investment/financial education and experience is fatally flawed, a company’s value is not
determined on a one year view.

Closely followed are the changes that will be made to Nigerian, South African and Ugandan
interconnect regimes putting pressure on margins in those markets, all else being equal. In
Nigeria’s case, the interconnect rate for existing players will be reduced from N12 to N8
while new entrants will receive N10.12 per minute. As MTN Nigeria is a net receiver of
interconnect this is a negative development.

An ever increasingly competitive environment in Ghana and South Africa, the possibility of
higher prolonged capital expenditure and political uncertainty in some of MTN’s operations
(Afghanistan, Yemen, Iran being prime examples) are other factors that scare the market and
currently cast a shadow over the share.

We are aware the market knows more than we do but are of a view that the current share
price has more than incorporated all the bad news and its underperformance is therefore
                          22 January 2010

                            A key driver of MTN’s future valuation and therefore share price performance will be the
                            company’s ability to substantially increase its free cash flow generation by reducing annual
                            capital expenditure on its network and thanks to its un-geared balance sheet, dividend
                            payouts. A 2008 dividend of R1.80 could easily grow to R8 - R10 in three years time. Whilst
                            a clear tangible catalyst is lacking to get the share price moving again, its valuation should

                            At Alphen, we currently have a preference for stocks such as MTN, which are trading at
                            attractive valuation levels (PE, EV/EBITDA, Price to Book, Dividend Yield) relative to their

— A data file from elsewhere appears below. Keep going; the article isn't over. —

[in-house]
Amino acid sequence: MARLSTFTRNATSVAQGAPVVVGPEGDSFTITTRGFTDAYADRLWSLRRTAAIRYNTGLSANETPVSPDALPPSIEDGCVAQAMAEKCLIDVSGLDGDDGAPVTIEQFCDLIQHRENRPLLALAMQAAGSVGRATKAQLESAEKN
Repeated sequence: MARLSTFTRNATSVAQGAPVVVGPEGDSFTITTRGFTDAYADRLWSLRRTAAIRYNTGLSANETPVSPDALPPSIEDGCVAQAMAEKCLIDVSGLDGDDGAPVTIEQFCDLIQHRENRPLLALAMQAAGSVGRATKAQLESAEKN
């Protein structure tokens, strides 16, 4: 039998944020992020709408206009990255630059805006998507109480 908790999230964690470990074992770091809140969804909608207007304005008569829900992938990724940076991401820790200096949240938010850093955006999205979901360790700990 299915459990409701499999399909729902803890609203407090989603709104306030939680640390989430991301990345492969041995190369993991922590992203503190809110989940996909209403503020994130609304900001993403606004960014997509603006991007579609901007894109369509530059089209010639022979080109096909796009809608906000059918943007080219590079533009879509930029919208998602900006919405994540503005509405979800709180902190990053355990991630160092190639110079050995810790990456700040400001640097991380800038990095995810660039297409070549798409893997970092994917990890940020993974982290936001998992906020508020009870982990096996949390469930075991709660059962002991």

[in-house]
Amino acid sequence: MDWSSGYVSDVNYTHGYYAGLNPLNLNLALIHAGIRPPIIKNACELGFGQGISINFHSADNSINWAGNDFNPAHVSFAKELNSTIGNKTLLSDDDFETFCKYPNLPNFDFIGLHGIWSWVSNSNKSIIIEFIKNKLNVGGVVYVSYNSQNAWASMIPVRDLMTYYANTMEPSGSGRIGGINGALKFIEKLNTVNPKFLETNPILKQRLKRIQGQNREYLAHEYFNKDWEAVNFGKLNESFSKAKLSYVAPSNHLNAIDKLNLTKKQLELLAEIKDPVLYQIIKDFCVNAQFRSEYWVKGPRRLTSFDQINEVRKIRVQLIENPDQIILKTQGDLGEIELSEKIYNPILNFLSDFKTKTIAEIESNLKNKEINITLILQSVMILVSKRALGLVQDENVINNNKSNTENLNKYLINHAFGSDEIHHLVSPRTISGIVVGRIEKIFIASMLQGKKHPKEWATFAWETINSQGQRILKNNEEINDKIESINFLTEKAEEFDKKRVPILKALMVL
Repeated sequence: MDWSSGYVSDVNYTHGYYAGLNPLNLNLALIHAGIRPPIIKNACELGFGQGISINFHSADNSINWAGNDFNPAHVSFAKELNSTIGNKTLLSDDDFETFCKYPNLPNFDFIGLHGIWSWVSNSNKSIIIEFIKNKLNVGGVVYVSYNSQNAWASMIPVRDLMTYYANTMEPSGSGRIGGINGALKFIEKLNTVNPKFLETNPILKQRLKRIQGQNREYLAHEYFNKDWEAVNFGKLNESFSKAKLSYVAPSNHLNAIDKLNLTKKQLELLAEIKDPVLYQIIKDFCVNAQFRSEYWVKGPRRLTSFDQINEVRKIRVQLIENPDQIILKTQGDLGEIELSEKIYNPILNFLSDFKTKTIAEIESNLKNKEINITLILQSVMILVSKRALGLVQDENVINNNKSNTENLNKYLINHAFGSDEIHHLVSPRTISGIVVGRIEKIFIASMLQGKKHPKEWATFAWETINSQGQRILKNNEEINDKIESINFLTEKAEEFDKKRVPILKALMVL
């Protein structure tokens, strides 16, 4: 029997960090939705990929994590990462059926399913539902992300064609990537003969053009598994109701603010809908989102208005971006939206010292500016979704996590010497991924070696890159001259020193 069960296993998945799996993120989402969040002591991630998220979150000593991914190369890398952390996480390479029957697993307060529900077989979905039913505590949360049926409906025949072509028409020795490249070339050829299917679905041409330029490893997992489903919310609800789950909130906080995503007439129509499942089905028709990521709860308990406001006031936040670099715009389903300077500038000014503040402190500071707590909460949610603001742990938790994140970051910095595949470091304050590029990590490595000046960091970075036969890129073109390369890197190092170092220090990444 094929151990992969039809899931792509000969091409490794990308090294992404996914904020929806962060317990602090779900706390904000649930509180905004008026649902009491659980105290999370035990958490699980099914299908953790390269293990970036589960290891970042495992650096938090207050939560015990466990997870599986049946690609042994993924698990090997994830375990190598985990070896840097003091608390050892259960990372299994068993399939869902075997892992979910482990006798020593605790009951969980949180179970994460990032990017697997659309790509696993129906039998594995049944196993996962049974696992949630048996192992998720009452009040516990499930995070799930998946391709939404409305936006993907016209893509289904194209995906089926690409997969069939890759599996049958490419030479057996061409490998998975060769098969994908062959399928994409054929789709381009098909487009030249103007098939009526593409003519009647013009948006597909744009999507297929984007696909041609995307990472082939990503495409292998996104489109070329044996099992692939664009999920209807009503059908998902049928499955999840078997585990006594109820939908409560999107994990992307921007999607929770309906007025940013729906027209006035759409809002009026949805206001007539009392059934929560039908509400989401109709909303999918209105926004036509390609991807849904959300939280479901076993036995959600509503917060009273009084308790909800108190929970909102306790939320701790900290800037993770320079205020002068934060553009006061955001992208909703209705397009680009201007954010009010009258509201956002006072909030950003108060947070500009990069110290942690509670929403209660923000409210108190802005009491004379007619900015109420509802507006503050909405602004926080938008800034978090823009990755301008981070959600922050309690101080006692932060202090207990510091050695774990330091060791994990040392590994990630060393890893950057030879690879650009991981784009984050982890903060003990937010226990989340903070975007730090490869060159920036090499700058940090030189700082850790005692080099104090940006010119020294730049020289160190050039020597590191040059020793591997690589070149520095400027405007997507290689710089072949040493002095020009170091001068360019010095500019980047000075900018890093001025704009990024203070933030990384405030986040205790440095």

own history and are already discounting “not so good times” ahead. This can hardly be said
                            about some of the resource and other “earnings leap of faith” companies on the JSE.

                       ADRIAN CLAYTON                                                     SHAUN LE ROUX                                            NEELS VAN SCHAIK
                       MARK SEYMOUR                                                       PHILIPP WÖRZ                                                    MARK CLIFF
Alphen                 GREG FLASH
Asset                If you have any queries regarding the above commentary please contact Mark Cliff on 021 799 8069 or 083 700 3600 or

is an authorised
                     PLEASE NOTE: While every effort has been made to ensure that the information contained herein is correct, Alphen Asset Management cannot be held
Financial services   responsible for any errors that may occur. The views of the contributors may not necessarily reflect the house view of Alphen Asset Management. Views and
provider             opinions expressed herein may change with market conditions and should not be used in isolation.

                                                 Alphen Asset Management is a subsidiary of PSG Fund Management Holdings (Pty) Limited